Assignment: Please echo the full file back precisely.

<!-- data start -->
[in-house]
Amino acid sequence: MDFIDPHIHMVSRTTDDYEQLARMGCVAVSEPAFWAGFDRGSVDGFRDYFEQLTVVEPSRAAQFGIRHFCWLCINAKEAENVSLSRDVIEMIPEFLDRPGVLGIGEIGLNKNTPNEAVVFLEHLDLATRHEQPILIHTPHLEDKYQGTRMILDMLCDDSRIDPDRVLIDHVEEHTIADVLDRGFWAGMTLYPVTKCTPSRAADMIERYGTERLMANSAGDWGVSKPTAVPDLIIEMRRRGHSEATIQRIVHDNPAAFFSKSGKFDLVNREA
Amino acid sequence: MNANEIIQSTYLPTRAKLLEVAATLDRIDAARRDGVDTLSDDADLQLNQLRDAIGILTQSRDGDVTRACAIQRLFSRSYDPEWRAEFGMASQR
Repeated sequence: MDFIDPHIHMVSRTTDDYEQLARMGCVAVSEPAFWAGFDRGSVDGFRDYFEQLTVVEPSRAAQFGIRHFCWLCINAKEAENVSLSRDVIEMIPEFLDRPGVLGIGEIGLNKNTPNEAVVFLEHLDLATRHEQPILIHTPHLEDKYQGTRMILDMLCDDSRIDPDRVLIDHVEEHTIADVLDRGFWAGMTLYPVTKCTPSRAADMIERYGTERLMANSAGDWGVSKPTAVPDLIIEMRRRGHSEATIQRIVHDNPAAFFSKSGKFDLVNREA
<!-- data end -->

[in-house]
Amino acid sequence: MDFIDPHIHMVSRTTDDYEQLARMGCVAVSEPAFWAGFDRGSVDGFRDYFEQLTVVEPSRAAQFGIRHFCWLCINAKEAENVSLSRDVIEMIPEFLDRPGVLGIGEIGLNKNTPNEAVVFLEHLDLATRHEQPILIHTPHLEDKYQGTRMILDMLCDDSRIDPDRVLIDHVEEHTIADVLDRGFWAGMTLYPVTKCTPSRAADMIERYGTERLMANSAGDWGVSKPTAVPDLIIEMRRRGHSEATIQRIVHDNPAAFFSKSGKFDLVNREA
Amino acid sequence: MNANEIIQSTYLPTRAKLLEVAATLDRIDAARRDGVDTLSDDADLQLNQLRDAIGILTQSRDGDVTRACAIQRLFSRSYDPEWRAEFGMASQR
Repeated sequence: MDFIDPHIHMVSRTTDDYEQLARMGCVAVSEPAFWAGFDRGSVDGFRDYFEQLTVVEPSRAAQFGIRHFCWLCINAKEAENVSLSRDVIEMIPEFLDRPGVLGIGEIGLNKNTPNEAVVFLEHLDLATRHEQPILIHTPHLEDKYQGTRMILDMLCDDSRIDPDRVLIDHVEEHTIADVLDRGFWAGMTLYPVTKCTPSRAADMIERYGTERLMANSAGDWGVSKPTAVPDLIIEMRRRGHSEATIQRIVHDNPAAFFSKSGKFDLVNREA